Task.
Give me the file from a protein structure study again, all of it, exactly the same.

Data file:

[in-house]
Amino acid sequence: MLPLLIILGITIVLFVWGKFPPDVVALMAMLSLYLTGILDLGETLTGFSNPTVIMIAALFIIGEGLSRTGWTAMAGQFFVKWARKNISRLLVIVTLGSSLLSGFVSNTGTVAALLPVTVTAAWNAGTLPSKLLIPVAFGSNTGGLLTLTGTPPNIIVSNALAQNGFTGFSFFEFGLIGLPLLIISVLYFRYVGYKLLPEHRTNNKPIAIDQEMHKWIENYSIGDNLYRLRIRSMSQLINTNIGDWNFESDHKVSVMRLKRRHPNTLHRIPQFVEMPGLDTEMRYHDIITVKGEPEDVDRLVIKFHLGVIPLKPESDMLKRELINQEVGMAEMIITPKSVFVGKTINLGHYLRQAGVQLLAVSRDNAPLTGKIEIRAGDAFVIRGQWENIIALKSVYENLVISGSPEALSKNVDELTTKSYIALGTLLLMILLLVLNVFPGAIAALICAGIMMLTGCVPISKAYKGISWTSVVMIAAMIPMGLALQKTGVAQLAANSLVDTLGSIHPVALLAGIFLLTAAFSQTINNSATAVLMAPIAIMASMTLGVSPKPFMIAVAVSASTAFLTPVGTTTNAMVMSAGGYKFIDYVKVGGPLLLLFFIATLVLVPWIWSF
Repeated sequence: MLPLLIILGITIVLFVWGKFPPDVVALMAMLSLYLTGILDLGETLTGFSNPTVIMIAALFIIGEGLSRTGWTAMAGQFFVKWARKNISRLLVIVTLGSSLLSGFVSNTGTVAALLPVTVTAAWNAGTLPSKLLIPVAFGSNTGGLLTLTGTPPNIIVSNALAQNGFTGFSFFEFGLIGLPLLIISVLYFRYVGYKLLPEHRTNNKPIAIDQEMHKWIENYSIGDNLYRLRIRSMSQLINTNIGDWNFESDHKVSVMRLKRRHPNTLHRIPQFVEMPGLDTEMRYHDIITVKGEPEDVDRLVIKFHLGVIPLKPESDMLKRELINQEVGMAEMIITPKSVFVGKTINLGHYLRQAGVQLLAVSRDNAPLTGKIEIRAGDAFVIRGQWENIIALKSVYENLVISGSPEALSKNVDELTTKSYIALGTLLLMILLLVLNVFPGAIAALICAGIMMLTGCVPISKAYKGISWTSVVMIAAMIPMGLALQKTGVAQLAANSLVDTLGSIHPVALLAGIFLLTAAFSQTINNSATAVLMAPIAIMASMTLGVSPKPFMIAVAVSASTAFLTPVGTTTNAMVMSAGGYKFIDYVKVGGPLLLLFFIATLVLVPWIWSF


[in-house]
Amino acid sequence: MLPLLIILGITIVLFVWGKFPPDVVALMAMLSLYLTGILDLGETLTGFSNPTVIMIAALFIIGEGLSRTGWTAMAGQFFVKWARKNISRLLVIVTLGSSLLSGFVSNTGTVAALLPVTVTAAWNAGTLPSKLLIPVAFGSNTGGLLTLTGTPPNIIVSNALAQNGFTGFSFFEFGLIGLPLLIISVLYFRYVGYKLLPEHRTNNKPIAIDQEMHKWIENYSIGDNLYRLRIRSMSQLINTNIGDWNFESDHKVSVMRLKRRHPNTLHRIPQFVEMPGLDTEMRYHDIITVKGEPEDVDRLVIKFHLGVIPLKPESDMLKRELINQEVGMAEMIITPKSVFVGKTINLGHYLRQAGVQLLAVSRDNAPLTGKIEIRAGDAFVIRGQWENIIALKSVYENLVISGSPEALSKNVDELTTKSYIALGTLLLMILLLVLNVFPGAIAALICAGIMMLTGCVPISKAYKGISWTSVVMIAAMIPMGLALQKTGVAQLAANSLVDTLGSIHPVALLAGIFLLTAAFSQTINNSATAVLMAPIAIMASMTLGVSPKPFMIAVAVSASTAFLTPVGTTTNAMVMSAGGYKFIDYVKVGGPLLLLFFIATLVLVPWIWSF
Repeated sequence: MLPLLIILGITIVLFVWGKFPPDVVALMAMLSLYLTGILDLGETLTGFSNPTVIMIAALFIIGEGLSRTGWTAMAGQFFVKWARKNISRLLVIVTLGSSLLSGFVSNTGTVAALLPVTVTAAWNAGTLPSKLLIPVAFGSNTGGLLTLTGTPPNIIVSNALAQNGFTGFSFFEFGLIGLPLLIISVLYFRYVGYKLLPEHRTNNKPIAIDQEMHKWIENYSIGDNLYRLRIRSMSQLINTNIGDWNFESDHKVSVMRLKRRHPNTLHRIPQFVEMPGLDTEMRYHDIITVKGEPEDVDRLVIKFHLGVIPLKPESDMLKRELINQEVGMAEMIITPKSVFVGKTINLGHYLRQAGVQLLAVSRDNAPLTGKIEIRAGDAFVIRGQWENIIALKSVYENLVISGSPEALSKNVDELTTKSYIALGTLLLMILLLVLNVFPGAIAALICAGIMMLTGCVPISKAYKGISWTSVVMIAAMIPMGLALQKTGVAQLAANSLVDTLGSIHPVALLAGIFLLTAAFSQTINNSATAVLMAPIAIMASMTLGVSPKPFMIAVAVSASTAFLTPVGTTTNAMVMSAGGYKFIDYVKVGGPLLLLFFIATLVLVPWIWSF